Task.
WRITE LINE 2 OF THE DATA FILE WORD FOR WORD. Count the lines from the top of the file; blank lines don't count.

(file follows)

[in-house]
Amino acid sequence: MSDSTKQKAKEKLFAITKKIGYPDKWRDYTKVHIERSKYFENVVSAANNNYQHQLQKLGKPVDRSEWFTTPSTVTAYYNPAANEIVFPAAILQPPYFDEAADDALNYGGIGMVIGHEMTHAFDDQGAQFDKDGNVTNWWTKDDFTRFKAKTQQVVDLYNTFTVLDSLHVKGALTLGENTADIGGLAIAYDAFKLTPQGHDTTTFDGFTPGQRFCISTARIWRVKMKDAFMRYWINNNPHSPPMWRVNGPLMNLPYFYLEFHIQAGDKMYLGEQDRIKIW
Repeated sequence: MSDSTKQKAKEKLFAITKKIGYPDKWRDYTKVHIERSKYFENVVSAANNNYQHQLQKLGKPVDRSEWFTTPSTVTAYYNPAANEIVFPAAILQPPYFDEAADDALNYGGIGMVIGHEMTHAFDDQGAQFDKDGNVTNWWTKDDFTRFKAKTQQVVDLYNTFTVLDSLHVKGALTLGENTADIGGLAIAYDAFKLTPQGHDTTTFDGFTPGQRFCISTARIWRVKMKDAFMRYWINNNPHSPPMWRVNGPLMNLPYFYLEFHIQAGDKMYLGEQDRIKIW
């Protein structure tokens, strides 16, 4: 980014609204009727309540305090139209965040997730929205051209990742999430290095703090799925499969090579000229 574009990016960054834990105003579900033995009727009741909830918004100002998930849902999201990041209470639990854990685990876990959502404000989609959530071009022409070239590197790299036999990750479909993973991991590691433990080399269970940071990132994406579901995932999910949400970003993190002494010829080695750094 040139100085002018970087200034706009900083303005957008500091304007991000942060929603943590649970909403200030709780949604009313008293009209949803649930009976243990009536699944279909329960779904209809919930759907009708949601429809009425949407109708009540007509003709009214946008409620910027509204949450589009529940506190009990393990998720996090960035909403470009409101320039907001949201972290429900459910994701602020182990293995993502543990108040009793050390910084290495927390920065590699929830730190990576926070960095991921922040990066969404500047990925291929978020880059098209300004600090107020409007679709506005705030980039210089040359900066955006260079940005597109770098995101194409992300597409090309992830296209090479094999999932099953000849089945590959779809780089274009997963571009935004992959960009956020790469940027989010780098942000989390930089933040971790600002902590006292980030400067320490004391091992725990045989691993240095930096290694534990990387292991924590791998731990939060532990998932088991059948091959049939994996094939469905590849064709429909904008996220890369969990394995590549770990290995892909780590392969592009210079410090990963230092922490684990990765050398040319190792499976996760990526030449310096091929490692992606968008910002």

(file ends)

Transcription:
Amino acid sequence: MSDSTKQKAKEKLFAITKKIGYPDKWRDYTKVHIERSKYFENVVSAANNNYQHQLQKLGKPVDRSEWFTTPSTVTAYYNPAANEIVFPAAILQPPYFDEAADDALNYGGIGMVIGHEMTHAFDDQGAQFDKDGNVTNWWTKDDFTRFKAKTQQVVDLYNTFTVLDSLHVKGALTLGENTADIGGLAIAYDAFKLTPQGHDTTTFDGFTPGQRFCISTARIWRVKMKDAFMRYWINNNPHSPPMWRVNGPLMNLPYFYLEFHIQAGDKMYLGEQDRIKIW